Some estimates show that a quarter of people between the ages of 18 and 34 have at least $30,000 in debt. Approximately one out of every 10 owes over $100,000. This may include all kinds of debt, such as student loans, credit card debt, car loans and more. These statistics show that younger people often find themselves saddled with significant debt at an early age.
There are downsides to carrying this debt, such as having to wait to buy a home or putting off having a family until you become more financially stable. So-called “good” debts, like expensive degrees or real estate purchases, may pay for themselves. Other debts may be holding you back, making it difficult to get on with your life.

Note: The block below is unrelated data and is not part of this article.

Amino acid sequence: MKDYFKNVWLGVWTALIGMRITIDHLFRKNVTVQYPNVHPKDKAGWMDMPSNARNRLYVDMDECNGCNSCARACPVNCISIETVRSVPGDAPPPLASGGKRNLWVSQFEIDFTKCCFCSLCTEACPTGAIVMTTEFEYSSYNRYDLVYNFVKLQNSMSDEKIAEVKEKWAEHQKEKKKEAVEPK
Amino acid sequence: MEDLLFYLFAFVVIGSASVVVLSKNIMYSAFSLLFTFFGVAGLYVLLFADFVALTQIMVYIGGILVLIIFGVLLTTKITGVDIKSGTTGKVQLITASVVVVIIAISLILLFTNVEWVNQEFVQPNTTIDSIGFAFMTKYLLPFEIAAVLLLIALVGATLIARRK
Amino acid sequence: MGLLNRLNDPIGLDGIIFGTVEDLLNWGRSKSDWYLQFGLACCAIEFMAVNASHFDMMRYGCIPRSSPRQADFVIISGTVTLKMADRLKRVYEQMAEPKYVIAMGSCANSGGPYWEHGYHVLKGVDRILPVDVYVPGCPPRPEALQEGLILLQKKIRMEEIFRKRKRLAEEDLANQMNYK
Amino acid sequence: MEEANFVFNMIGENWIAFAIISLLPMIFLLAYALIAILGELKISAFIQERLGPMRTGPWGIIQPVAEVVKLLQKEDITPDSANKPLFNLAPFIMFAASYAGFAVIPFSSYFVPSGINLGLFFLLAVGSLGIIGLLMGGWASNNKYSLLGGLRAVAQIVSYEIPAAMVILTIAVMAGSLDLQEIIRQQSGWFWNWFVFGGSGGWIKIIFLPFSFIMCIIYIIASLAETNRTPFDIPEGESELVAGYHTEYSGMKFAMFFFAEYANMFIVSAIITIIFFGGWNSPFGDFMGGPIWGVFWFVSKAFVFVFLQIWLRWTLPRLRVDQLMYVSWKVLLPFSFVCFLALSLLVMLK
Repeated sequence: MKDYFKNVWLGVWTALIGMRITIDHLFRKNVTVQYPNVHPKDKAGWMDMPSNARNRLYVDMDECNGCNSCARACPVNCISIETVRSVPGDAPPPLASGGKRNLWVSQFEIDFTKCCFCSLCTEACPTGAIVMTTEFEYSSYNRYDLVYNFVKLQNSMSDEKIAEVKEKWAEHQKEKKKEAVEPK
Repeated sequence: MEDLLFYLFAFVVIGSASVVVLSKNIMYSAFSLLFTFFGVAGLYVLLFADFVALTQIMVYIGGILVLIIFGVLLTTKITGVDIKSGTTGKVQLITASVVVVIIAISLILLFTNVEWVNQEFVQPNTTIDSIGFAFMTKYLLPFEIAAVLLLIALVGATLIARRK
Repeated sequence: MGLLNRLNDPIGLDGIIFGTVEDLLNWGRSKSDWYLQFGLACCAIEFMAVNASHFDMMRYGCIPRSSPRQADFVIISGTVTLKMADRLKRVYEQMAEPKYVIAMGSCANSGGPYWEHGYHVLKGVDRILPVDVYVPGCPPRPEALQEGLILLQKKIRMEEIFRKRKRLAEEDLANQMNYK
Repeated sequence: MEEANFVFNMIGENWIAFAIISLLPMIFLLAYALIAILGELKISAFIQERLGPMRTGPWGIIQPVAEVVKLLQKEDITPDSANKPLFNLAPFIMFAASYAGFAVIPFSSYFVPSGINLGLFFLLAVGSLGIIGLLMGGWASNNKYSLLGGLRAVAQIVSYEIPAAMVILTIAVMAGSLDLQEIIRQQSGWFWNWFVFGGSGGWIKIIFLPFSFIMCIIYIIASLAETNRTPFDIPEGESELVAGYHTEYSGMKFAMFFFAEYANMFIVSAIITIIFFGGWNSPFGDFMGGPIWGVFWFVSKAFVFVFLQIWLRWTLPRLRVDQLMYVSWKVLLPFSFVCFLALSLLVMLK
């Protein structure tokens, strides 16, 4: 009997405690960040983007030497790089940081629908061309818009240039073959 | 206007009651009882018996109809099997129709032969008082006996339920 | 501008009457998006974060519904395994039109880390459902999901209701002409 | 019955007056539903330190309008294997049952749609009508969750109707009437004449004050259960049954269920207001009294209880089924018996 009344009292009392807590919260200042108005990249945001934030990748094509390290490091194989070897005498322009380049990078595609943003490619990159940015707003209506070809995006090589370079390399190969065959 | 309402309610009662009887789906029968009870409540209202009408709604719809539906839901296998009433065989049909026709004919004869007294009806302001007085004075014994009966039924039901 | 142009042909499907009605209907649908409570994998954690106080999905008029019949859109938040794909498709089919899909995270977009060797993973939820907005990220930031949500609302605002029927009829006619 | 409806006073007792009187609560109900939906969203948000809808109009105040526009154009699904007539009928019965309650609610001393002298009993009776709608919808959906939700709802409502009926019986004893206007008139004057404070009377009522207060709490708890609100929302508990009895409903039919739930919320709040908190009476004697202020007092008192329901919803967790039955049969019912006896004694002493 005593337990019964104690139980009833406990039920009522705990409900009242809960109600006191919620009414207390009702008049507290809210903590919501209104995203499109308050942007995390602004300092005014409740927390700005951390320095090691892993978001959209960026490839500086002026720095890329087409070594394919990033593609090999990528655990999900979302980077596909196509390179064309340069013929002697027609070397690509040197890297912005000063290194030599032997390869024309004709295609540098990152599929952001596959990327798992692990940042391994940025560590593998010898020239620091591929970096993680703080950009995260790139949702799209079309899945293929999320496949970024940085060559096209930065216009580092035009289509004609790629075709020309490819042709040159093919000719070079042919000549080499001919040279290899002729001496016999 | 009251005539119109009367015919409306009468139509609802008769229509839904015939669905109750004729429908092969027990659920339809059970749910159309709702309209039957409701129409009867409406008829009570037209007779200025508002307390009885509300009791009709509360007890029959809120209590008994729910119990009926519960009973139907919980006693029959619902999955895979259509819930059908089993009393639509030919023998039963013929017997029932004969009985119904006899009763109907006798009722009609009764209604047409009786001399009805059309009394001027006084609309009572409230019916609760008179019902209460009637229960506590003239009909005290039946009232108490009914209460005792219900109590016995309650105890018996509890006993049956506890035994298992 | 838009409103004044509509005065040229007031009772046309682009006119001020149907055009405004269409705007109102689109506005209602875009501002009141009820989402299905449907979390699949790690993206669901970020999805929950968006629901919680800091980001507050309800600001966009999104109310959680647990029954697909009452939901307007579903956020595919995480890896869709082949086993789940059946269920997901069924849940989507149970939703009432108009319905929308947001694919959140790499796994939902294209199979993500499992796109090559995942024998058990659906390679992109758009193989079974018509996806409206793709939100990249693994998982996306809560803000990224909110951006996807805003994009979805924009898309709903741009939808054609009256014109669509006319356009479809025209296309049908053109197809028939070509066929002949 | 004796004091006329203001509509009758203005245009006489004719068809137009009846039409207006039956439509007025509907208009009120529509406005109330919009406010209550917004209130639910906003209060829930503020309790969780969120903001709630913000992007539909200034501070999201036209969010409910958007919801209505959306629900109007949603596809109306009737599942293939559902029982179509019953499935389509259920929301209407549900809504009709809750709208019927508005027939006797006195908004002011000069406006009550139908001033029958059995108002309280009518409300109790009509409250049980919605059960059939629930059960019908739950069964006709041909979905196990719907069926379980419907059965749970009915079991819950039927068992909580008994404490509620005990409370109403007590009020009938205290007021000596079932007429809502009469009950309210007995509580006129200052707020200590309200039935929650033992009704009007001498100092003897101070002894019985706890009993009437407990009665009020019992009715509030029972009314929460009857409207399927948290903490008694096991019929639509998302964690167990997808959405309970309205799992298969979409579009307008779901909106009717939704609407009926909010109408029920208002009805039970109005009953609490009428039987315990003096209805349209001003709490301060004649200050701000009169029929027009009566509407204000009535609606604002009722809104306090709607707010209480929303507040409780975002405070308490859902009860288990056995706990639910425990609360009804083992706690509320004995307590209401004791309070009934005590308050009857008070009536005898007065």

Should debt be limited for the sake of young people’s futures?
Someone could easily argue that many young people don’t understand how much their choice to take on debt will affect them in the future. Someone who is 18 or 19 may not realize that their school debt could take a decade or longer to repay.
Right now, the government doesn’t limit how much debt a person can have, but there are restrictions in other ways. For example, if a teen has no credit score, obtaining credit will be difficult. Someone with a low score from missing payments will have trouble with accessing credit as well.
Restricting debt isn’t necessarily the issue. Instead, educating people on debt and their options if it becomes overwhelming is key. For example, bankruptcy is there to help if you get in too deep and need a helping hand. It could be an excellent way to get a fresh start.
Our website has more on debt and what you should do if you are struggling with it. You may want to apprise yourself of the many debt relief options that exist.